Date of Award
Identity is one of the key drivers of American political behavior. Among these identities, be it partisan, ethnic, class, etc., religious identity has been more or less assumed to be one of the more powerful identities. I set out to measure how the threat of Christianity’s decline in the United States impacts the salience of religious identity and feelings towards religion-adjacent policies. Building off of an experimental design from Major et al (2016), I hypothesized that when exposed to data showing the decline of religiosity in the United States, subjects would demonstrate both a stronger religious identity and more conservative positions on religion-adjacent policy. Utilizing survey data from the University of Mississippi undergraduate population, I found that exposure to the information that religiosity in America is declining created no statistically significant alteration in personal feelings towards the importance of religion in their life or on their opinions on American domestic policy that relates to religion. This is in comparison to the original experiment, which measured ethnic demographic threat. Their results showed that threat exposure increased ethnic salience and conservative political policy preferences. My experiment showed no statistically significant difference between the religious identification or policy preferences of those exposed to religious demographic threat.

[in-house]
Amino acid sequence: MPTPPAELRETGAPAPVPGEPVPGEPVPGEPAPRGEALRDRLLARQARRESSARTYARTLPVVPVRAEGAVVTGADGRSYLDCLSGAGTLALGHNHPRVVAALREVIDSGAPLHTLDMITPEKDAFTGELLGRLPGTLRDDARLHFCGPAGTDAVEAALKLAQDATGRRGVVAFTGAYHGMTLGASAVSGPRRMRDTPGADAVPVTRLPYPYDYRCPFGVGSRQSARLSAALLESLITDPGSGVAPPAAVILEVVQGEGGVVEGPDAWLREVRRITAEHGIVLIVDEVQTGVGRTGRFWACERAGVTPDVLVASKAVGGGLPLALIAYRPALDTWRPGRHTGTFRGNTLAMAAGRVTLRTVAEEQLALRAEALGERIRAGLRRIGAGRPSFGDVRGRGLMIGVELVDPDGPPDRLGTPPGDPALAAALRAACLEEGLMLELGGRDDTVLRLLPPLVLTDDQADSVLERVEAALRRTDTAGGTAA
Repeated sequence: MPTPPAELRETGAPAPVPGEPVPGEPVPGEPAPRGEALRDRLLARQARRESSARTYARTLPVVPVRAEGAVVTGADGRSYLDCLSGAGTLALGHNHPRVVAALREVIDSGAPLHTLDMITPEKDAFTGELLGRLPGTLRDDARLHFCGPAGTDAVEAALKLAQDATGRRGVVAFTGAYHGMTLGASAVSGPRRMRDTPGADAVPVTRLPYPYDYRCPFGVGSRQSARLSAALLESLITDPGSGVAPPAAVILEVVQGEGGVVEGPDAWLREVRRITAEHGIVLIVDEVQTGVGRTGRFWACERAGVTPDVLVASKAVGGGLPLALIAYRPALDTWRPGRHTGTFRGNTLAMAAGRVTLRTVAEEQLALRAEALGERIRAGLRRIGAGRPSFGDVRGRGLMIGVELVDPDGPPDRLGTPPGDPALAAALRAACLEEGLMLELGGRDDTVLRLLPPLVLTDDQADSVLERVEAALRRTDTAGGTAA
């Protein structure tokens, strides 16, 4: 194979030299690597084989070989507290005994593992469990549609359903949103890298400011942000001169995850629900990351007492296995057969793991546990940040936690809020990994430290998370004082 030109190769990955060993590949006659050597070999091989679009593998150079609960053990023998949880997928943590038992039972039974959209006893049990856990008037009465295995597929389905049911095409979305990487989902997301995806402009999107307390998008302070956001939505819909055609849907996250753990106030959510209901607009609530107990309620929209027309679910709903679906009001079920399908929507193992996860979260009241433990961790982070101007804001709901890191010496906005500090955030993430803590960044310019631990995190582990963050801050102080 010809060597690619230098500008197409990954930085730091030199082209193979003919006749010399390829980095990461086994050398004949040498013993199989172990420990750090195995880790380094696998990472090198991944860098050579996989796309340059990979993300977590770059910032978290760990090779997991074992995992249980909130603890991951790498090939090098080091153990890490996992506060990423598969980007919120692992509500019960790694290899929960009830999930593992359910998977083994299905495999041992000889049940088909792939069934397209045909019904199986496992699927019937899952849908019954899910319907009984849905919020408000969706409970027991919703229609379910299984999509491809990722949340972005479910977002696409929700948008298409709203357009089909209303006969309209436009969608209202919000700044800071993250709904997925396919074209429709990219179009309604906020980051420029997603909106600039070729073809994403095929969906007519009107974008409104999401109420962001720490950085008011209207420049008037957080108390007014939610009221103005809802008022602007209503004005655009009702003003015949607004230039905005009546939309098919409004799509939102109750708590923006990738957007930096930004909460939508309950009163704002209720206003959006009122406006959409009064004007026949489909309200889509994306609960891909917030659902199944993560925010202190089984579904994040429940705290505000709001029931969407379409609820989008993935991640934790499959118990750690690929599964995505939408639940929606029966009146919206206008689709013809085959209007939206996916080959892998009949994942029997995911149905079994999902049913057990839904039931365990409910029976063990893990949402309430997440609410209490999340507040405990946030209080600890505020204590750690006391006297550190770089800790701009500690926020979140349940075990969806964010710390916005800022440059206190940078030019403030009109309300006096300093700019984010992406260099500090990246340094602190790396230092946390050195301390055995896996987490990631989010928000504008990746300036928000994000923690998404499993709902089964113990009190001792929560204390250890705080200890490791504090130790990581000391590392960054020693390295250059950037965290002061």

That said, I found multiple pieces of data which open paths to future research that will allow us to better understand the importance of religion as an identity in American political life. Primarily, I find that gender, being from a rural place, and identifying as a Southerner all have impacts on how you respond to religious threat. I find that although there is usually a correlation between religious identification and conservative policy beliefs, there are some exceptions that can be pursued in future experiments to further flesh out the unexpected results from my experiment.
Bailey, Karsen, "Measuring Religious Demographic Group Threat Among Americans and Its Impacts on Their Political Beliefs" (2020). Honors Theses. 1415.